It is important not to see Andrew’s work in isolation. It is part of a larger statement that artists like Dale Harding, wha was also commissioned to created public art in this space, are trying to make. The works act a reminder of past and present and of the knowledge already held within the land that is now ascribed to institutionalised learning. Andrew interprets ‘Garabara’ as a place where knowledge was held. He describes it as a social gathering whereby knowledge was brought and passed on to family and friends as well as other clans. A Garabara was therefore an essential part of Indigenous culture that allowed for the perpetuation and evolution of cultural practices. The land once utilised for the accumulation and sharing of knowledge through ceremony and dance has certainly evolved but its purpose remains the same. The building now plays host to the study of Arts and Social Sciences, a faculty that focuses like no other, in the study of cultures and ideas. It is a place for students and academics to convene, to debate, and to pass on knowledge.
To look at this work is to admire the embedding of old new knowledge, but it is not designed for us to commit to memory the distinction between what is new and what is outdated. ‘Garabara’ asks us to do something more complicated, it asks us to remember the original use of this land, not as consigned to history but as a practice of knowledge sharing that has and will continue to evolve.
Figure 3. Dale Harding, 'Spine 3' courtesy of Barney Maple Photography.
Like many of Andrew’s works, it encourages us to use the language of Indigenous peoples. To keep the language alive and most importantly, to keep the culture and its rich history of the passing of knowledge alive. ‘Garabara’ takes aim at the ruthless decimation of Indigenous languages by early settlers. Etched in to the façade of a building of one of the earliest colonial institutions. It is a counterattack, not just a word, but a statement that will stand as long as the building does. This statement says ‘This language is here to stay’.
The composition of this artwork however, tells of a somewhat different story. By etching into the Granite with a computer numerical control (CNC) router, Andrew was able to produce an erosion-like effect that mirrors the erosion patterns that are present along the coastline at Bondi. Mild steel and bronze embedded in the granite create the illusion that the individual letters are eroding. Over time, this will continue to bleed, representing the knowledge held in the text and telling its own story of change over time. The closer the observer is the more these erosion lines are visible, because of its large size, the further away, the more legible the text becomes. Where the building meets the floor, the pavers are polished in a pattern reminiscent of water, another connection to the Bondi coastline. For those in the know however, it takes on special meaning as it serves as a reminder of the pavers on Eastern Avenue that reflect the buildings when wet in an almost ethereal effect .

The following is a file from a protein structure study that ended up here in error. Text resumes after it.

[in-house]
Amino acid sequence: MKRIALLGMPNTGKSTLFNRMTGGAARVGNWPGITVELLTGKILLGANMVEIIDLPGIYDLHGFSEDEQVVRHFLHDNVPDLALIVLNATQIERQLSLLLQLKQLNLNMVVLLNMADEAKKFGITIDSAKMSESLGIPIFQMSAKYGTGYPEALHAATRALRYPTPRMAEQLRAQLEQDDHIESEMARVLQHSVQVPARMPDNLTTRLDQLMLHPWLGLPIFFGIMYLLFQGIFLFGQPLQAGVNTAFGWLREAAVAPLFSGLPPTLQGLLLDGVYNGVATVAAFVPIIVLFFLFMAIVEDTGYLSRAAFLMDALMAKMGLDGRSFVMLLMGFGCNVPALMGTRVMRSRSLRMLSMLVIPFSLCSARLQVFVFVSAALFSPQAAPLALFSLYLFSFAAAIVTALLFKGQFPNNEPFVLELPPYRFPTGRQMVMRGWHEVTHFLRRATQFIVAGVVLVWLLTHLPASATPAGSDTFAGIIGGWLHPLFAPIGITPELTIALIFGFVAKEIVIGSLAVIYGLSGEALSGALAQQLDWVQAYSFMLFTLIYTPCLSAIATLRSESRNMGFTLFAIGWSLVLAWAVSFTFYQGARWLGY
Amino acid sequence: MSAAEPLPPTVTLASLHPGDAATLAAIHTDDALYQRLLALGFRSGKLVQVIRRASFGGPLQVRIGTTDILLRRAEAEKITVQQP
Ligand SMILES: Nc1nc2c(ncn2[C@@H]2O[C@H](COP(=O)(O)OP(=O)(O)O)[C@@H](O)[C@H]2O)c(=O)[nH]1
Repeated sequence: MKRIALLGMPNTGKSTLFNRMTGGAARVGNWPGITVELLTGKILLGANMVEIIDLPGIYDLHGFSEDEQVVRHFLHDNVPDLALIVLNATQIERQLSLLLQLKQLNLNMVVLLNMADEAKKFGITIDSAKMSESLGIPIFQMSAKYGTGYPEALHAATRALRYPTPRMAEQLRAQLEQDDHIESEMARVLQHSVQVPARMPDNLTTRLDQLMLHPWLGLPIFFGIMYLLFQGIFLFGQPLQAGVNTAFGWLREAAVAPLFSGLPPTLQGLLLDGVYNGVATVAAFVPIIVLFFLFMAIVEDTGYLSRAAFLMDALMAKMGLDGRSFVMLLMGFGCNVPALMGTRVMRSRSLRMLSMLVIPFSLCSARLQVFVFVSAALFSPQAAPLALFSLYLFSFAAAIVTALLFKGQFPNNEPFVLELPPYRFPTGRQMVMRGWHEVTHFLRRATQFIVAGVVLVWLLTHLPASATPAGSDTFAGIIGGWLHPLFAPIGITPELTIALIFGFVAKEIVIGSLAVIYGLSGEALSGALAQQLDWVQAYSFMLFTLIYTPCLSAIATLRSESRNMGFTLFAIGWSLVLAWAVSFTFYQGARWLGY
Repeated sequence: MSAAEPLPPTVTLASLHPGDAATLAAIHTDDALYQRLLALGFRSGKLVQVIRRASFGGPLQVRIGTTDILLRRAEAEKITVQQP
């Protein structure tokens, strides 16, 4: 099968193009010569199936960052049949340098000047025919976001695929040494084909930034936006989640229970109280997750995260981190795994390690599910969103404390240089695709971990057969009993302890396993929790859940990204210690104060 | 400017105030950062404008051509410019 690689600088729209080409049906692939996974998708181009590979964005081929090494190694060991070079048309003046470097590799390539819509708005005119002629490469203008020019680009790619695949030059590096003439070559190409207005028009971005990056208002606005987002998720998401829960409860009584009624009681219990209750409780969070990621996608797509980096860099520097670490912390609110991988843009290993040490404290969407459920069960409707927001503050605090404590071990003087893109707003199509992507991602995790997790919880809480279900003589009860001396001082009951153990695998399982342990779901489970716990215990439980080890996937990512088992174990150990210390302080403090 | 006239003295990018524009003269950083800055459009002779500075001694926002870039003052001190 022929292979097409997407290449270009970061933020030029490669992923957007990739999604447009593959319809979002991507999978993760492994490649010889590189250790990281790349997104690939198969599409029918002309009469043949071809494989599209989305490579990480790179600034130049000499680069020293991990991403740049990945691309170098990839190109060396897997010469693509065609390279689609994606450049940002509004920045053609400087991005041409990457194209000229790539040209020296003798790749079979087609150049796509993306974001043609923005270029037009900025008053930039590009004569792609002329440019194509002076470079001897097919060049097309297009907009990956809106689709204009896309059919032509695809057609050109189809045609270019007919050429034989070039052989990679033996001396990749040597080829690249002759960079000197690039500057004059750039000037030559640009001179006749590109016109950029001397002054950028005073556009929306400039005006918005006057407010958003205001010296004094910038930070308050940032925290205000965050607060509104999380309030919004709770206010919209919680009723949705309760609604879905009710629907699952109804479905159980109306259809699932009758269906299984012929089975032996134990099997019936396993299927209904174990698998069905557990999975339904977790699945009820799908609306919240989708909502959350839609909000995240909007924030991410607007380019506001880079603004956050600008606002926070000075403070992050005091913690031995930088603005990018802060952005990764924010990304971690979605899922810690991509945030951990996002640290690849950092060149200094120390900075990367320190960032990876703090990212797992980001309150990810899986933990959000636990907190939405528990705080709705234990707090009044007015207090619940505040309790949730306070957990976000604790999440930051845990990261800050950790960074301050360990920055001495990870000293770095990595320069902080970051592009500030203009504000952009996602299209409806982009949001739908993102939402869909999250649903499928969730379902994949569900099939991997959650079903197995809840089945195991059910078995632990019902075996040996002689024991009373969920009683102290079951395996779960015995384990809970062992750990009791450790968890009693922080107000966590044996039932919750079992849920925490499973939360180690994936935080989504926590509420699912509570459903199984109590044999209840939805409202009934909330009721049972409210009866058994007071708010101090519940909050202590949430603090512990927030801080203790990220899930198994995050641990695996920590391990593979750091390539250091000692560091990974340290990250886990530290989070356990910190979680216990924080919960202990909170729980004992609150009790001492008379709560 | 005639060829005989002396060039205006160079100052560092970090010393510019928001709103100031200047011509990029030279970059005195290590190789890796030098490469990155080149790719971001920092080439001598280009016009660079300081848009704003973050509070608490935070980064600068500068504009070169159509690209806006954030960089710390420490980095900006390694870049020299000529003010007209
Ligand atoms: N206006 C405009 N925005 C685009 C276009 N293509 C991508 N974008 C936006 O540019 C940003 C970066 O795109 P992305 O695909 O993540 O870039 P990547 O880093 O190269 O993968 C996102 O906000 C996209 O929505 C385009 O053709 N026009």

One can view this work from afar or up close. It is framed within a public area where students are enticed to take a break amongst a very precise set of equidistant trees and benches surrounded by synthetic turf. All of these surrounding environmental factors immaculately curated to be conducive to institutionalised learning but serves as a reminder of the jarring difference between the two systems of knowledge transference. The artwork invites us to interact, to walk up close and stand far away. Its location in an outdoor public space invites us to take a minute to think about what it once was, what it will be in the future and how it might look in different light and at different times of the year. It also encourages us to look around at the surrounding environment, to the grand architecture of the building it is installed on. As well as the built environment that surrounds it which is now so far removed from the beauty of the natural landscape that the Garabara was once practiced on.
Perhaps unintentionally, ‘Garabara’ serves as a reminder of other sites of historical cultural significance within Australia that have been taken over by colonial forces like the Opera House (Tubowgule), where its Indigenous history has become consigned almost as a sidenote to its modern-day use and perceived esteem. Placing art in the public domain does not always mean that it will be admired by a greater audience. In fact, it runs the risk of becoming ‘part of the scenery’. Andrew’s ‘Garabara’ is literally etched into the walls of the FASS building. It will persist as long as the institution itself does. It is indeed part of the scenery. But it turns this saying on its head by turning our heads. By demanding our attention. The importance of the institution becomes second to the text adorning its walls. It speaks of a language that will not be overwritten. Exclaiming “Garabara” – share knowledge and know that we will share ours.
Claire Kinder is a postgraduate student currently studying a Master of Art Curating at the University of Sydney. She also holds a Bachelor of Business and Bachelor of Arts (Honours) in History. Her thesis explored the political climate and changing social mores of late Victorian Britain. Her interests, however, are wide-ranging. She is currently working on exhibitions with the aim of Indigenising art museums in a sensitive and inclusive way.